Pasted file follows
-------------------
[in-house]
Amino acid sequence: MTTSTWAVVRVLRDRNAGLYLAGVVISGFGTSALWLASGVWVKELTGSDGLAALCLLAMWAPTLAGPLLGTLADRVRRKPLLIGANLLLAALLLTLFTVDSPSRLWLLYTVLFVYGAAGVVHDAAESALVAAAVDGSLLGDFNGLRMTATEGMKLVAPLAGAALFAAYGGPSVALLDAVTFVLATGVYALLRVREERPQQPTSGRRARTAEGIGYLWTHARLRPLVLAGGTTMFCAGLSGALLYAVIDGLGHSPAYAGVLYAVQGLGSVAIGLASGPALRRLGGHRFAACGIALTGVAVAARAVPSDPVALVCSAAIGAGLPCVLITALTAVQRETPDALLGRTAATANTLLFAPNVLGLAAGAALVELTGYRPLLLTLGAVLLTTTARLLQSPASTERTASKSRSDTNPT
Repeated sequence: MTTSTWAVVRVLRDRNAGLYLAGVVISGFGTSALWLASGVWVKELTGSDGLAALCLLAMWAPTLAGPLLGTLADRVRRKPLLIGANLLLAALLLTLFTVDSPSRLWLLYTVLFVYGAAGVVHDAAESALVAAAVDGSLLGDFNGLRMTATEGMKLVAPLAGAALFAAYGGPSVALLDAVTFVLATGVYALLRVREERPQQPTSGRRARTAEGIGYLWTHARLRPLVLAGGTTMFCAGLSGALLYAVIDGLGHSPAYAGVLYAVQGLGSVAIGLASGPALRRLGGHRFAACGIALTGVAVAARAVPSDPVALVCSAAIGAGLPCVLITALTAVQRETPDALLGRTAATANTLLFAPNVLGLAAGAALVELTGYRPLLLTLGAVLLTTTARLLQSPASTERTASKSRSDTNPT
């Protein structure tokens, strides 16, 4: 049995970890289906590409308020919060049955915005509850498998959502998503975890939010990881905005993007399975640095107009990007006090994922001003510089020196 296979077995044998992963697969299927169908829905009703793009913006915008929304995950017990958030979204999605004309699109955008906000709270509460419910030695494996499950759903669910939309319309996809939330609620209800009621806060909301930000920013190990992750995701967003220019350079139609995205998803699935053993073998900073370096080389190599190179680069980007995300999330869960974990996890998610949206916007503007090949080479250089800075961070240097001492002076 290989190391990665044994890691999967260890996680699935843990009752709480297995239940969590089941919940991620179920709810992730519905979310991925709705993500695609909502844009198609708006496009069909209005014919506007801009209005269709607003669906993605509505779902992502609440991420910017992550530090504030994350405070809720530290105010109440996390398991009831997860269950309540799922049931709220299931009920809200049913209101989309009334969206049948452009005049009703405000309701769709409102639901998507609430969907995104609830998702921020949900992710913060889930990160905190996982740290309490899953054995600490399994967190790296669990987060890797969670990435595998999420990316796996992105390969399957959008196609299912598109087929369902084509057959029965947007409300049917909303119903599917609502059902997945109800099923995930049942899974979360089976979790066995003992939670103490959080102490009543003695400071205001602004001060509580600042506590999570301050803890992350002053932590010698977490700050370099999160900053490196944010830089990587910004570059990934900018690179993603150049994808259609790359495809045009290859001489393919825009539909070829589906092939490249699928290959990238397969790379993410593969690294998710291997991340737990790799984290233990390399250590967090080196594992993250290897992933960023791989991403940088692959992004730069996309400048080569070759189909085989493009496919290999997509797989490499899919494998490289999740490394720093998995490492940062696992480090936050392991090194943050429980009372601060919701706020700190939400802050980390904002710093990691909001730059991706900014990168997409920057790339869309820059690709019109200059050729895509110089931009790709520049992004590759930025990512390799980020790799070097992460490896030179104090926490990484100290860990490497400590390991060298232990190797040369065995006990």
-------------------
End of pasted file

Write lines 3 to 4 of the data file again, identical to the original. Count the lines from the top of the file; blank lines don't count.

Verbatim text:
Repeated sequence: MTTSTWAVVRVLRDRNAGLYLAGVVISGFGTSALWLASGVWVKELTGSDGLAALCLLAMWAPTLAGPLLGTLADRVRRKPLLIGANLLLAALLLTLFTVDSPSRLWLLYTVLFVYGAAGVVHDAAESALVAAAVDGSLLGDFNGLRMTATEGMKLVAPLAGAALFAAYGGPSVALLDAVTFVLATGVYALLRVREERPQQPTSGRRARTAEGIGYLWTHARLRPLVLAGGTTMFCAGLSGALLYAVIDGLGHSPAYAGVLYAVQGLGSVAIGLASGPALRRLGGHRFAACGIALTGVAVAARAVPSDPVALVCSAAIGAGLPCVLITALTAVQRETPDALLGRTAATANTLLFAPNVLGLAAGAALVELTGYRPLLLTLGAVLLTTTARLLQSPASTERTASKSRSDTNPT
């Protein structure tokens, strides 16, 4: 049995970890289906590409308020919060049955915005509850498998959502998503975890939010990881905005993007399975640095107009990007006090994922001003510089020196 296979077995044998992963697969299927169908829905009703793009913006915008929304995950017990958030979204999605004309699109955008906000709270509460419910030695494996499950759903669910939309319309996809939330609620209800009621806060909301930000920013190990992750995701967003220019350079139609995205998803699935053993073998900073370096080389190599190179680069980007995300999330869960974990996890998610949206916007503007090949080479250089800075961070240097001492002076 290989190391990665044994890691999967260890996680699935843990009752709480297995239940969590089941919940991620179920709810992730519905979310991925709705993500695609909502844009198609708006496009069909209005014919506007801009209005269709607003669906993605509505779902992502609440991420910017992550530090504030994350405070809720530290105010109440996390398991009831997860269950309540799922049931709220299931009920809200049913209101989309009334969206049948452009005049009703405000309701769709409102639901998507609430969907995104609830998702921020949900992710913060889930990160905190996982740290309490899953054995600490399994967190790296669990987060890797969670990435595998999420990316796996992105390969399957959008196609299912598109087929369902084509057959029965947007409300049917909303119903599917609502059902997945109800099923995930049942899974979360089976979790066995003992939670103490959080102490009543003695400071205001602004001060509580600042506590999570301050803890992350002053932590010698977490700050370099999160900053490196944010830089990587910004570059990934900018690179993603150049994808259609790359495809045009290859001489393919825009539909070829589906092939490249699928290959990238397969790379993410593969690294998710291997991340737990790799984290233990390399250590967090080196594992993250290897992933960023791989991403940088692959992004730069996309400048080569070759189909085989493009496919290999997509797989490499899919494998490289999740490394720093998995490492940062696992480090936050392991090194943050429980009372601060919701706020700190939400802050980390904002710093990691909001730059991706900014990168997409920057790339869309820059690709019109200059050729895509110089931009790709520049992004590759930025990512390799980020790799070097992460490896030179104090926490990484100290860990490497400590390991060298232990190797040369065995006990």